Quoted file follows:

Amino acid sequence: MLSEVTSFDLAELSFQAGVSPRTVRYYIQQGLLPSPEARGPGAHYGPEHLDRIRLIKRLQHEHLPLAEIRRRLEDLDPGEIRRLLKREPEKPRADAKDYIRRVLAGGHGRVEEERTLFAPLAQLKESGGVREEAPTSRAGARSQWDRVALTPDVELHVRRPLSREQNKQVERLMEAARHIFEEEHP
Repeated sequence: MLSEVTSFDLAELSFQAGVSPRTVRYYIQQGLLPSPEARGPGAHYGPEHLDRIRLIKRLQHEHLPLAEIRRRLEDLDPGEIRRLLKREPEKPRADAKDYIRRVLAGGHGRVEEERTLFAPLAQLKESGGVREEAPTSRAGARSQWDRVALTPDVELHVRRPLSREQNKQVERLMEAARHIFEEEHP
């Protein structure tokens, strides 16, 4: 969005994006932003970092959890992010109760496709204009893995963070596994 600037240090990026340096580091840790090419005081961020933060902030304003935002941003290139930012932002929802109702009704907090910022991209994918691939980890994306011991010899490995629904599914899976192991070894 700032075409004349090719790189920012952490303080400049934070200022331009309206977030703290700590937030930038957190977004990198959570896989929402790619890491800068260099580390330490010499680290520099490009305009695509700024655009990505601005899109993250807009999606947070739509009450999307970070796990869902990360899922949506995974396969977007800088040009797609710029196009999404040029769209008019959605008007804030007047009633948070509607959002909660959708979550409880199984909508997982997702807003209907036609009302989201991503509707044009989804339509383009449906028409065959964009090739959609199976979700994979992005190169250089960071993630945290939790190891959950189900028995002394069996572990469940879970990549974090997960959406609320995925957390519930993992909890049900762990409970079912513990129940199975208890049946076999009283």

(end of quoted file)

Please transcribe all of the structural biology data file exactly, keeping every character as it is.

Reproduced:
Amino acid sequence: MLSEVTSFDLAELSFQAGVSPRTVRYYIQQGLLPSPEARGPGAHYGPEHLDRIRLIKRLQHEHLPLAEIRRRLEDLDPGEIRRLLKREPEKPRADAKDYIRRVLAGGHGRVEEERTLFAPLAQLKESGGVREEAPTSRAGARSQWDRVALTPDVELHVRRPLSREQNKQVERLMEAARHIFEEEHP
Repeated sequence: MLSEVTSFDLAELSFQAGVSPRTVRYYIQQGLLPSPEARGPGAHYGPEHLDRIRLIKRLQHEHLPLAEIRRRLEDLDPGEIRRLLKREPEKPRADAKDYIRRVLAGGHGRVEEERTLFAPLAQLKESGGVREEAPTSRAGARSQWDRVALTPDVELHVRRPLSREQNKQVERLMEAARHIFEEEHP
């Protein structure tokens, strides 16, 4: 969005994006932003970092959890992010109760496709204009893995963070596994 600037240090990026340096580091840790090419005081961020933060902030304003935002941003290139930012932002929802109702009704907090910022991209994918691939980890994306011991010899490995629904599914899976192991070894 700032075409004349090719790189920012952490303080400049934070200022331009309206977030703290700590937030930038957190977004990198959570896989929402790619890491800068260099580390330490010499680290520099490009305009695509700024655009990505601005899109993250807009999606947070739509009450999307970070796990869902990360899922949506995974396969977007800088040009797609710029196009999404040029769209008019959605008007804030007047009633948070509607959002909660959708979550409880199984909508997982997702807003209907036609009302989201991503509707044009989804339509383009449906028409065959964009090739959609199976979700994979992005190169250089960071993630945290939790190891959950189900028995002394069996572990469940879970990549974090997960959406609320995925957390519930993992909890049900762990409970079912513990129940199975208890049946076999009283």